There’s such a difference between telling a child, “this is what we expect you to do and how we expect you to behave” and saying, “you shouldn’t do this, but if you do, do it safely.” That’s certainly part of the conversation but shouldn’t be the focus. It’s about creating expectations and teaching them that it’s not only okay to stand their ground but will be better for them in the long run.

3.  I wish I had told them that they don’t have to always be on the top of the heap. I should have told them to try their best, work their hardest, and reach for the stars but not at the expense of their self-worth, sanity or integrity. I wish I had told them that it’s okay to fail as long as you try harder next time. It’s okay to fall down as long as you get up. It’s okay to be number two or three or even five as long as you did honest work and truly gave it your all. It’s not about how you finish but how you got there that counts.

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Morgan on the ramp she helped build in Kentucky

2.  I wish I had shown them the real world. Yes, we traveled–a lot. Yes, they saw amazing sights and had unforgettable experiences in places all over the world. But we never served at a soup kitchen. We never visited a homeless shelter. We took many loads of clothes and goods to St. Vincent de Paul, but we didn’t give enough of our time as volunteers. When Rebecca was a Junior Girl Scout, she earned her Bronze Award by collecting back packs and school supplies and handing them out to underprivileged children through SVDP. She still talks about the little boy who cried as he hugged his back pack as if it was a bag full of gold and precious jewels. Morgan talks about the man with the broken bike of which she and a SVDP volunteer helped fix the tire. When the man left, Morgan learned that he was homeless, and the bike was his only possession. But we never did anything with that knowledge. We never even tried. Thank Heaven for the school mission team. Trips to the Kentucky mountains and upstate New York were the closest my girls ever got to seeing how those in need actually live. I wish we had made sure that the girls did more to help others. I pray they still can and do.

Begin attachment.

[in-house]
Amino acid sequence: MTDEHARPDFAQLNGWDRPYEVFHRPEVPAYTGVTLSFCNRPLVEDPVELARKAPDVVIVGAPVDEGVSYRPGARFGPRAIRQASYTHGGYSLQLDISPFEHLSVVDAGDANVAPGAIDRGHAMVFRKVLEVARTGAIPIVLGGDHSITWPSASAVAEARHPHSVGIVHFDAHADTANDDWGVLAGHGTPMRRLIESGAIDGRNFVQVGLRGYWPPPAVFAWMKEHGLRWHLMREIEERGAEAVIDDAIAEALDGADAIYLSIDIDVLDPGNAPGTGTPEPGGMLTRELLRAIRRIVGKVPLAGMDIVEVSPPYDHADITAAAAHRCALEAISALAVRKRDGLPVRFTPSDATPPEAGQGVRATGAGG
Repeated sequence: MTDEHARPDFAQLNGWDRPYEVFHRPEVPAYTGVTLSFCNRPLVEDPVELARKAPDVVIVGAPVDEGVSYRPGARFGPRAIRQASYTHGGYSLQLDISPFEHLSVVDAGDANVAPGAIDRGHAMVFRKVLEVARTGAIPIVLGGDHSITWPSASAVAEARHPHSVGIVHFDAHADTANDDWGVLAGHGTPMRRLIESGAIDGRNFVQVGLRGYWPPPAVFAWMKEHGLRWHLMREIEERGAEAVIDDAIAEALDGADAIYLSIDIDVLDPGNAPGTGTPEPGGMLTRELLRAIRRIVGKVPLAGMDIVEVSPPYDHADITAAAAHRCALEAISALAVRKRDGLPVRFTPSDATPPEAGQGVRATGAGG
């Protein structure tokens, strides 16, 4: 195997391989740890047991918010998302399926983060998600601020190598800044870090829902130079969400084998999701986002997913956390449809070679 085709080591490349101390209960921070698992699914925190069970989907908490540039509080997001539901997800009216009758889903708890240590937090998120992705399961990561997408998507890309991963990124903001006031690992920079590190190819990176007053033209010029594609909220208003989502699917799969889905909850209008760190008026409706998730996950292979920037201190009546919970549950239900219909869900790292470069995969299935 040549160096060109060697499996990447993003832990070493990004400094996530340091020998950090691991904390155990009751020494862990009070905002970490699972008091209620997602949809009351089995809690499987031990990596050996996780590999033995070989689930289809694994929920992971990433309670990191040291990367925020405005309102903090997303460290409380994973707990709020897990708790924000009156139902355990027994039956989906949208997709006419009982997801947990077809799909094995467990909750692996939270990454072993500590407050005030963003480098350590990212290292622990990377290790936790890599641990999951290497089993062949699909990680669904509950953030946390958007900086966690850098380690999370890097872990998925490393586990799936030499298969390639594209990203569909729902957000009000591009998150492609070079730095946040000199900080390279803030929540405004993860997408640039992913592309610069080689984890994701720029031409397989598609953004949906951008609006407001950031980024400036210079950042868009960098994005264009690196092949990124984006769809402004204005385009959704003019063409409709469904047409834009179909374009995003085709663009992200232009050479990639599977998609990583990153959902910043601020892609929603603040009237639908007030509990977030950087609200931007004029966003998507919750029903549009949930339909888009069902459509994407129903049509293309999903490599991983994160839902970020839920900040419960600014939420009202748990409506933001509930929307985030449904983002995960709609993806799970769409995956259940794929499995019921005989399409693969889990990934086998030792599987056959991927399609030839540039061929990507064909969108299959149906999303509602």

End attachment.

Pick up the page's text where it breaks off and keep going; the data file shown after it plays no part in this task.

1.   I wish I had paid more attention to my girls when they talked. I’m always distracted, always thinking about what I should be doing, always trying to complete several tasks at once. When I was little girl, I used to love to visit my Great-Aunt Grace. She would pour me a glass of lemonade and offer me grapes or cherries or cookies, and we would sit in her formal living room and talk. That’s it. We’d just talk. Looking back, I’m surprised that I liked going there at all. The television was never on. There were no other kids to play with. There were no toys. There was just Aunt Grace, lemonade, maybe a cookie, and the chance to sit and talk. 54527_1483407733837_6670383And I cherished those little moments more than she ever knew because Aunt Grace made me feel special. She didn’t want someone to watch TV with her, help her do chores, or eat her baked goods. She didn’t need a little kid interrupting her day as she gardened or dusted. But no matter what she was doing, she always, always stopped, made us a treat, and sat down to talk, to hear about my life, to ask me questions about my school or my friends, to pay attention to me and let me know that she cared. Nothing else was more important for those ten or fifteen minutes. It was all about sitting with me and listening to me as I talked. And it was wonderful. If only I can make myself remember, as a busy adult, how that felt as a grateful child.

I’m sure there are many other things I would do differently if I had it to do over again. Thankfully, my girls turned out all right–so far! Hopefully, someday I will have grandchildren and a second chance to get it all right. For now, I just pray they know that I tried, I sometimes failed, but I always loved them whether I remembered to tell them that or not.

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Morgan, Rebecca, Katie, and me at the summit of Uncompahgre Peak in Colorado

The second book in Amy’s Chincoteague Island Trilogy, Island of Promise, is now available in stores and online.

Amy Schisler is an award-winning author of both children’s books and sweet, faith-filled romance novels for readers of all ages. She lives with her husband and three daughters on the Eastern Shore of Maryland. Her books, Picture MeWhispering Vines, and Island of Miracles are all recipients of Illumination Awards, placing them among the top inspirational fiction books of 2015, 2016, and 2017. Whispering Vines was awarded the 2017 LYRA Award for the best romance of 2016.  Island of Miracles has outsold all of Amy’s other books worldwide and ranked as high as 600 on Amazon. Her latest children’s book, The Greatest Gift, is now available; and her novel, Summer’s Squall, can be found online and in stores.

You may follow Amy on Facebook at http://facebook.com/amyschislerauthor, Twitter @AmySchislerAuth, Goodreads at https://www.goodreads.com/amyschisler and at http://amyschislerauthor.com.